Data logger calibration
Data logger calibration plays a crucial role in making sure that the instruments are accurate and deliver reliable readings. The methodology requires a different skillset than other temperature compliance fields and is therefore normally a separate operation handled by a calibration laboratory in-house or external technicians and labs. The labs will most often be ISO17025 accredited by the national accreditation body such as A2LA, DAKKS, UKAS, etc.
*We have come across thousands of different structures, and this account consists of a simplified description of the commonalities between many of these. These fields are usually treated as separate areas, but, in reality, they are highly entwined.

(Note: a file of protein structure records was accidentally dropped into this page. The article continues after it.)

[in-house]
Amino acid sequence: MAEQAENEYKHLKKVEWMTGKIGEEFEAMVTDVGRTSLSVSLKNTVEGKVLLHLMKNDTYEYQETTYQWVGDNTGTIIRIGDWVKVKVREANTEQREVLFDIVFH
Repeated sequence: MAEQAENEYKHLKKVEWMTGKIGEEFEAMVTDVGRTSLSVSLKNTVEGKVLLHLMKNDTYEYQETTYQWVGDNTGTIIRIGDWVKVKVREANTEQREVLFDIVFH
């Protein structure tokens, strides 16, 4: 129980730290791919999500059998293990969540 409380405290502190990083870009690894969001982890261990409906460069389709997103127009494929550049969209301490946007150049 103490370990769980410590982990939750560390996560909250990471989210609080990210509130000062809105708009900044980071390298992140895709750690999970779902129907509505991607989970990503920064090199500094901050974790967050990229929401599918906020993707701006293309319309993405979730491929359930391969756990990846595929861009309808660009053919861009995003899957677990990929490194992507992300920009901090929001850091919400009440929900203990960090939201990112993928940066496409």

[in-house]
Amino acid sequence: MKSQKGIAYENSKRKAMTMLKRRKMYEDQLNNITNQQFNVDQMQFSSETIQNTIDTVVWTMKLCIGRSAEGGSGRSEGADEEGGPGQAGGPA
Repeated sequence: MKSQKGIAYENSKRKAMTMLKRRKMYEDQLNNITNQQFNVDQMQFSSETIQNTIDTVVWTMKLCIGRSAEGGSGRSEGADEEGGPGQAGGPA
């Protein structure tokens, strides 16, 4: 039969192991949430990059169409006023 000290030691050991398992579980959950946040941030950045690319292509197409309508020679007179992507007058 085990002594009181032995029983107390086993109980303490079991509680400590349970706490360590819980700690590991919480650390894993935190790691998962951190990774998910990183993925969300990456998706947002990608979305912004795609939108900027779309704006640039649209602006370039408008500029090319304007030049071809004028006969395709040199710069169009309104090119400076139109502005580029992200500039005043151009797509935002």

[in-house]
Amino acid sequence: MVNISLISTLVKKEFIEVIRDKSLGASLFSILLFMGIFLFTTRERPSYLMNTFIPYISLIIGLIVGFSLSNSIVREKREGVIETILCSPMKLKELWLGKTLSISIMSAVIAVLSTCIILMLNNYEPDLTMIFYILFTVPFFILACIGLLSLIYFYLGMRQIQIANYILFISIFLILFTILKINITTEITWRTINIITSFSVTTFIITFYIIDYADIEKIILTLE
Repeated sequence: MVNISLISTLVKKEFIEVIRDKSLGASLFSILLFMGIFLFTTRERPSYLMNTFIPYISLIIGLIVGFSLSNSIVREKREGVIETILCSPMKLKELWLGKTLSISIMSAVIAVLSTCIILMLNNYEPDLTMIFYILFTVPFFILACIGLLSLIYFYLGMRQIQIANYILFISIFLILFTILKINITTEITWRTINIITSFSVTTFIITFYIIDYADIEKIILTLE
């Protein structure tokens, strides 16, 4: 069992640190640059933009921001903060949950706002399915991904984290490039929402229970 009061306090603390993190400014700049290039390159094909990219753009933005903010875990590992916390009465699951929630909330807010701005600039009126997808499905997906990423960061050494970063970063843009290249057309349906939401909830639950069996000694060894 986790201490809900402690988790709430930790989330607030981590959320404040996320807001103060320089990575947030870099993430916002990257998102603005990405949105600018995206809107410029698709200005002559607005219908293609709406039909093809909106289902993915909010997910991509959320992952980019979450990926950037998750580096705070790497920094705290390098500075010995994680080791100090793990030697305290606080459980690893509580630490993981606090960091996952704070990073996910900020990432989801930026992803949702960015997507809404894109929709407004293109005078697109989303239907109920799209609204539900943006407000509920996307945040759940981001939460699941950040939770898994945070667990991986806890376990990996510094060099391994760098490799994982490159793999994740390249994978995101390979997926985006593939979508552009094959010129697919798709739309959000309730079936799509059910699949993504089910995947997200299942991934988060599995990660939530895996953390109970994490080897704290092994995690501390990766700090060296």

4 examples of how the fields affect each other
1. Calibration and temperature mapping During a mapping, data loggers will be shipped for calibration before the start of the study, sometimes during, and again after it is finalized. This requires time, has to be coordinated with the external or internal calibration specialists, and often results in idle time and delay of the mapping.
2. Monitoring and calibration Unit owners (lab managers/QC) and FM are affected by the work of calibration technicians impacting operations continuously throughout the year due to a lack of spare data loggers that makes it unfeasible to conduct all calibrations in one go.